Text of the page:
See, since it was a simple drilling followed by restoration or filling, that means the infection was superficial, not involving the pulp where the nerves and blood vessels are situated.
Ok, so now to remove the superficial infection the dentist might have used an airotor. It's an instrument which rotates at high speed, has a hole for water spray to cool the fictional heat generated while it removes the caries or the infection from the tooth.High speed handpieces
Now as you may be knowing the crown portion of tooth has three layers- enamel, dentin and pulp. Only the pulp portion is innervated.
Now when the instrument is drilled into the tooth the infected enamel and superficial infected dentin must have been removed.
The dentin has numerous tubules known as dentinal tubules. These contain a fluid called dentinal fluid. Whenever there is any stimulus which has not yet reached the pulp, but may have reached the dentin, eg of stimulus in the form of pressure, temperature change, sweet food, sour food etc, cause the fluid to move or get displaced. The displacement of dentinal fluid stimulates nerve endings in the pulp and hence generates a pain/ sensitivity response to your brain.Hydrodynamic theory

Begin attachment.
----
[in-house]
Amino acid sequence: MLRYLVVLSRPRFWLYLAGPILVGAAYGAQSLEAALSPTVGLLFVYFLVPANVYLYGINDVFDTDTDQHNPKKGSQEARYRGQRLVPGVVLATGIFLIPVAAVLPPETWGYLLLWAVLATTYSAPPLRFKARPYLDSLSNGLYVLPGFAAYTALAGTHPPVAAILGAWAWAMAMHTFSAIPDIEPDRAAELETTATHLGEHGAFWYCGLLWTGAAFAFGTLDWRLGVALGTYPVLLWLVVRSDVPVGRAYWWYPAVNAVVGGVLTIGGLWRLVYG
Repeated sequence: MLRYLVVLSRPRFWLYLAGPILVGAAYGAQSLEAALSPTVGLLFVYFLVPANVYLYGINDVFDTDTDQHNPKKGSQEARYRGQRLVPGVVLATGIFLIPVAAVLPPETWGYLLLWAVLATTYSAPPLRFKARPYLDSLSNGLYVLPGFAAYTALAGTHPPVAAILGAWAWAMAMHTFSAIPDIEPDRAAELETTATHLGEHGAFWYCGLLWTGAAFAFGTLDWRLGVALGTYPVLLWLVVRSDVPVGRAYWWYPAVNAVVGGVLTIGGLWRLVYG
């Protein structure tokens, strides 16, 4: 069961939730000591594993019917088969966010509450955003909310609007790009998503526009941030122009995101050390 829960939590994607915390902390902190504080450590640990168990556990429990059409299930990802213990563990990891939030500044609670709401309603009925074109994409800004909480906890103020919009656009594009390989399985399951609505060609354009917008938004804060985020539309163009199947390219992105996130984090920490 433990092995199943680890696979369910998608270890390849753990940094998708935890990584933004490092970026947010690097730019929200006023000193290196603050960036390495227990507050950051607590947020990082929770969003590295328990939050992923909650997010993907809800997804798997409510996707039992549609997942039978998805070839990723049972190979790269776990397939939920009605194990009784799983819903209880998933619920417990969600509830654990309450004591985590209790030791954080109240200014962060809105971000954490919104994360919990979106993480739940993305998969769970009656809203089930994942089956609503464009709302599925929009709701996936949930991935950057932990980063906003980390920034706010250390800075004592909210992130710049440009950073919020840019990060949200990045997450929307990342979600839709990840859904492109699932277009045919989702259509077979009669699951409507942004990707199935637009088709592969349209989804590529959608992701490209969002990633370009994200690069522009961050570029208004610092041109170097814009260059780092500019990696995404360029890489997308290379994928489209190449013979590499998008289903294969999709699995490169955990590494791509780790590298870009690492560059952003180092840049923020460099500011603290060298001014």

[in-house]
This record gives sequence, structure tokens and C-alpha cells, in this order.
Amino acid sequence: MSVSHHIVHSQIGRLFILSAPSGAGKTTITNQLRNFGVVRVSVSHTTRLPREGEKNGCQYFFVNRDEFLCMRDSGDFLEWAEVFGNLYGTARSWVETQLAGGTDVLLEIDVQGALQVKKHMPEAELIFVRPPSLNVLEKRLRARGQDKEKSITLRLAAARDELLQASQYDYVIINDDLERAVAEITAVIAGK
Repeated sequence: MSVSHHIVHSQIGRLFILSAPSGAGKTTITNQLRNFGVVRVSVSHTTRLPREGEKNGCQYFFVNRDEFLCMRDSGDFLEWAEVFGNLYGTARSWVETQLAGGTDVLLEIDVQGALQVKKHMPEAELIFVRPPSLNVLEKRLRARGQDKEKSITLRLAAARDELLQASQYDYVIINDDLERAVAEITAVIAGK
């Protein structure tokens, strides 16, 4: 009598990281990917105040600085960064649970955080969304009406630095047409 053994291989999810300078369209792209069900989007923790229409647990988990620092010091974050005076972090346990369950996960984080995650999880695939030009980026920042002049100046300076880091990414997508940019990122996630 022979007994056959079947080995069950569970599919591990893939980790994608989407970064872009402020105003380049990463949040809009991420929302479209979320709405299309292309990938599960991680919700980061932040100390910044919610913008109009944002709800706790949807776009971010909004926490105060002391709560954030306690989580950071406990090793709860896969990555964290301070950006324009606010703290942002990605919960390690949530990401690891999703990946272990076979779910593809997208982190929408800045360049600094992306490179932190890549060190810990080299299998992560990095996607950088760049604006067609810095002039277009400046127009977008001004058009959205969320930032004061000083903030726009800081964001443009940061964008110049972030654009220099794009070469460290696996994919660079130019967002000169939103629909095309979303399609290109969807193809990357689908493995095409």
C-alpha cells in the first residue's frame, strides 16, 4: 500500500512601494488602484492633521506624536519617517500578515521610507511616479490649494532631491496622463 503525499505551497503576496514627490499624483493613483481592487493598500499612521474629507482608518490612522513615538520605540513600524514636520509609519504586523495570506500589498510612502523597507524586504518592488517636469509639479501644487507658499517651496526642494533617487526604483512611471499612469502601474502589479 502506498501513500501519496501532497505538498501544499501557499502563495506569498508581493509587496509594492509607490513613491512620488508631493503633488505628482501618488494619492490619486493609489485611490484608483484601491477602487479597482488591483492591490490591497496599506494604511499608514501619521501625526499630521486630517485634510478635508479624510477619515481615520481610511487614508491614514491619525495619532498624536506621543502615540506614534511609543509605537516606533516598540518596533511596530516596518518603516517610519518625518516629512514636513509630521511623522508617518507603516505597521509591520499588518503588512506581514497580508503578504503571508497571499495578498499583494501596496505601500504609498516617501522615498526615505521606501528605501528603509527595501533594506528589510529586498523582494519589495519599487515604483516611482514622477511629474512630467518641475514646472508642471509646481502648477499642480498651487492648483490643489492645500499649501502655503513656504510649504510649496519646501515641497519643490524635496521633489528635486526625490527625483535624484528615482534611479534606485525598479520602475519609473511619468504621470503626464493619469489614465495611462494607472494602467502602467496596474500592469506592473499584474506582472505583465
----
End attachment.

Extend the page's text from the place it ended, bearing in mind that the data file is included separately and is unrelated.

Now the drilling causes heat generation, even though little, due to the coolant, plus pressure and hence causes the fluid to displace and hence pain. This pain usually ends after the treatment.
However the restoration placed, you should have specified which restoration- silver coloured (amalgam) or the tooth coloured. These again have chemicals. These chemicals can penetrate through the tubules to the pulp to elicit a painful response even after the treatment. To prevent this, a liquid known as varnish is applied which acts as an insulator. Also if the infection is deeper, a base or other material depending on the type of restoration is also applied to prevent other stimuli. Varnish and bases
So either there may be a failure in these insulating materials or your pulp may require some time to heal from the procedure. It may have got healed by third or fourth day, if it was due to procedural trauma. In either case you should contact your dentist.
Hope I have solved your question :)
References have been given in the parentheses